“No, you shouldn’t,” Clarick said, effectively ending this train of thought.
During his cross-examination by Schmerler, Flam very nearly bordered on A Few Good Men territory as he responded to Knoedler’s defense team. When asked if, in 2006 (the year Flam first saw a Rosales Motherwell), he had a general ability to spot inconsistencies in Motherwell’s work, Flam wouldn’t give a yes or no answer, arguing that it depended from painting to painting. Schmerler, somewhat predictably, was unmoved. Flam asked, “Do you want an honest answer, or do you want a prefabricated answer of what you are expecting?”
“All I want is the truth,” Schmerler said.
“I’m trying to tell you the truth,” Flam responded. “You seem resistant to it.”
But Flam’s testimony was ultimately some of the most damning for Knoedler and Freedman so far during the trial. He said Freedman had provided him with reports that the gallery had commissioned about the Rosales works from art historians Robert Hobbs and Stephen Polcari. Flam mocked these writings openly, characterizing them as hyperbolic. Hobbs’s report called the fake Motherwells among the artist’s “greatest works.” Polcari went even further, Flam recalled. “I’m only exaggerating a little,” he added. Portions of the reports by Polcari, who also testified this week, were read aloud to the court. Of the fake Motherwells, he said they “have obviously been chosen by a sharp eye[.]” In another report about a Rosales fake by a different artist, Clyfford Still, Polcari wrote, “In his mature work, the formal elements portray the emblematic struggle of mankind, nature, and inner strength and power. [The Rosales work] is an early statement of Still’s fusion of these.”
In 2008, Flam investigated two of the Motherwell paintings in-person—both purportedly from the artist’s “Spanish Elegy” series, one from 1953, which Freedman owned, and another from 1955, which the gallery was trying to sell. Flam said the two works had the title of the series written—presumably by the artist—alongside the signature on the back of the canvas. In the 1950s, Flam said, Motherwell was only known to use the phrase “Spanish Elegy” in casual conversation about this work, and not as part of his signature. This set off another alarm bell. Another problem was the fact that the painting’s support was warped, which should have caused cracks in the paint itself, but the paint appeared to be in perfect condition. “They looked more like the Elegies than the Elegies themselves,” Flam said. “Even if they were real, they didn’t fit into what Motherwell was doing in 1953 and 1955.” Flam urged the gallery to submit the paintings to forensic testing.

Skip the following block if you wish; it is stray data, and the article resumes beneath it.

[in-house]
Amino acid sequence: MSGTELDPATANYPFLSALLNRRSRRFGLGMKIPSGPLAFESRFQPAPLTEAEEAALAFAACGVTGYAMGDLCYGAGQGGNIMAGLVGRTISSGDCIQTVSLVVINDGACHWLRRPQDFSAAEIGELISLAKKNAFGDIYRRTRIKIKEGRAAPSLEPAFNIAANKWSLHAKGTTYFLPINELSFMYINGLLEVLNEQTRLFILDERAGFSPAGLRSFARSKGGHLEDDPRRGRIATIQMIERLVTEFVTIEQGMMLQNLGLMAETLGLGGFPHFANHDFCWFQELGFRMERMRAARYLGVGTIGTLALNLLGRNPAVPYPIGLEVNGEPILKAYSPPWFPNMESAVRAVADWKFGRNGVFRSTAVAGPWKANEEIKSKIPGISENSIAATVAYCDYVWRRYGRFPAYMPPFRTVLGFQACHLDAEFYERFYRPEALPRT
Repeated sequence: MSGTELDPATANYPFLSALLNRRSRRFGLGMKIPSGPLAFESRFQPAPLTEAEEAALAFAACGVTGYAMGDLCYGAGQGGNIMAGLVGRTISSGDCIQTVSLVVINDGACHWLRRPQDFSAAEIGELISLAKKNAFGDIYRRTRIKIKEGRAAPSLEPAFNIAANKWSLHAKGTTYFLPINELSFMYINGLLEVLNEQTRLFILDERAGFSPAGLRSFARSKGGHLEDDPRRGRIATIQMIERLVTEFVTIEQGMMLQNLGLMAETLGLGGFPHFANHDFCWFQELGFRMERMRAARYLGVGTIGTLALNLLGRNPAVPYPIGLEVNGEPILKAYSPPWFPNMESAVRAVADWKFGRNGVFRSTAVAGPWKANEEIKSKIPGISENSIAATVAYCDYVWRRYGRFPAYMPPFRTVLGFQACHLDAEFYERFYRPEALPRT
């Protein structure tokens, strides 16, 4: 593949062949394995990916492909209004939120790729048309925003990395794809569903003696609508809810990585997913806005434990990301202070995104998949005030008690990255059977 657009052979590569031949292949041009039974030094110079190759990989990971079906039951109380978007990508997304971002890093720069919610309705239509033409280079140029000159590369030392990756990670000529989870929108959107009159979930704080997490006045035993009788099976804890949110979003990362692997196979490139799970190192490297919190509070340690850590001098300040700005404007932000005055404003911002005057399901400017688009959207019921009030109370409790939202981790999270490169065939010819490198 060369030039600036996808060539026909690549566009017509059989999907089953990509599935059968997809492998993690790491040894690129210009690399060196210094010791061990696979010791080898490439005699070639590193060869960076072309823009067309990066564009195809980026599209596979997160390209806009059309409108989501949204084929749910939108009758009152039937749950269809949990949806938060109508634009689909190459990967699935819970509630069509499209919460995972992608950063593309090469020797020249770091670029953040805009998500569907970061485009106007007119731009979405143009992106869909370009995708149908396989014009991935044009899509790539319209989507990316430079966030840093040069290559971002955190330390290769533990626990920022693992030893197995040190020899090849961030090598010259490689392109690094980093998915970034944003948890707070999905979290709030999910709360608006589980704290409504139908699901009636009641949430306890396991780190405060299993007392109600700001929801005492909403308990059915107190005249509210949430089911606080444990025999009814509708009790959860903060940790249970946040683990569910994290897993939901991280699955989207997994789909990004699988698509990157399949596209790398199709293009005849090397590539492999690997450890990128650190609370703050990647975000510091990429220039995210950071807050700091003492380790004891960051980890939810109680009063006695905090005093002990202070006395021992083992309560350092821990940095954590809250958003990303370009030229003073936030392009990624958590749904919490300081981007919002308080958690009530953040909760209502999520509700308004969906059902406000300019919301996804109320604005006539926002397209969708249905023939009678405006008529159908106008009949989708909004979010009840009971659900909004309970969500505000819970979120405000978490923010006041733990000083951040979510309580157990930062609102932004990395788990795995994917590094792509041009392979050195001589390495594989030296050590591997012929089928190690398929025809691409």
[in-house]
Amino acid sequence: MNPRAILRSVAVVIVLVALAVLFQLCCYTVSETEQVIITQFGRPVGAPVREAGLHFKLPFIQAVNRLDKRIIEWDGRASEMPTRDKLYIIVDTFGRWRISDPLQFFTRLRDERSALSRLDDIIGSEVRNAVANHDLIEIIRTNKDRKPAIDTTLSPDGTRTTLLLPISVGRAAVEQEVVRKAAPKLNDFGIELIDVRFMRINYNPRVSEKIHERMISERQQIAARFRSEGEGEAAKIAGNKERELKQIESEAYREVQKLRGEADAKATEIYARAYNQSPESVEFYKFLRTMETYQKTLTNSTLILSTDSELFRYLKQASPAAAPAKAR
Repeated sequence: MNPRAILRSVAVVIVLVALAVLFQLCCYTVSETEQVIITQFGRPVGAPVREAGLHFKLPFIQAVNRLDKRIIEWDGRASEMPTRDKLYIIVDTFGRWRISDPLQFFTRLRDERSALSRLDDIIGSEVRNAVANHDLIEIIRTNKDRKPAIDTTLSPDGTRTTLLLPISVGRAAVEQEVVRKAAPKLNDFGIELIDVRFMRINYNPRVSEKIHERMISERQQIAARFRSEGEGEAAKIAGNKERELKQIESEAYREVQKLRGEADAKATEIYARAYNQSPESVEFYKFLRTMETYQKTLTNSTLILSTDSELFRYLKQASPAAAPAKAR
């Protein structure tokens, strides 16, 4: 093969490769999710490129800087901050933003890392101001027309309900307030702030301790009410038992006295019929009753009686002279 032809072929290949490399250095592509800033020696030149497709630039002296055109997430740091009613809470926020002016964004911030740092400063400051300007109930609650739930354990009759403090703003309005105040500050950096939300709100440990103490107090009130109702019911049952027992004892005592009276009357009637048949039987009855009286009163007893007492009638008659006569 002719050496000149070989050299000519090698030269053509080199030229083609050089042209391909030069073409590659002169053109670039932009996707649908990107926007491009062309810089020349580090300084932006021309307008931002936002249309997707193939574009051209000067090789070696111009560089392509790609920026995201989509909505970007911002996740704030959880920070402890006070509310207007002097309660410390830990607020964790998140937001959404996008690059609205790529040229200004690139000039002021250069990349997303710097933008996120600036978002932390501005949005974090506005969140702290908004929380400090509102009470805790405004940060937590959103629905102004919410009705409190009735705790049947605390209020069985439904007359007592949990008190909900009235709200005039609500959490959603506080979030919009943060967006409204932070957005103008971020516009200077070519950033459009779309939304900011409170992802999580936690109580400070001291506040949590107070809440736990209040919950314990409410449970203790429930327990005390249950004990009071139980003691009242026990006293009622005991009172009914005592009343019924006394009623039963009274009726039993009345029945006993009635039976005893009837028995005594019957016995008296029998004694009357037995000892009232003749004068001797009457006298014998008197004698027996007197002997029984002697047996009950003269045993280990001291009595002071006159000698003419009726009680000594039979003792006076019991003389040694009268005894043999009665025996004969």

James Martin, the forensic analyst who examined the two Motherwells later in 2008, testified on Thursday. Isaac Zaur, a lawyer for the plaintiffs, spent close to an hour establishing Martin’s credentials. His clients include the FBI and the U.S. Attorney’s Office. He explained in detail, with the help of photographic displays, the functionality of the equipment he uses—black lights, stereo microscopes, an X-ray fluorescence analyzer, a technique called fourier transform infrared spectroscopy, which, long story short, helps determine whether or not certain materials are present in a painting. Martin’s testimony came across much like an autobiography. The court learned that Martin used to enjoy skateboarding, that he’s married and raising a family, that black-light posters hung in his room as a child, that he hasn’t published as much as he’d like, and that he calls his stereo microscope his “best friend.”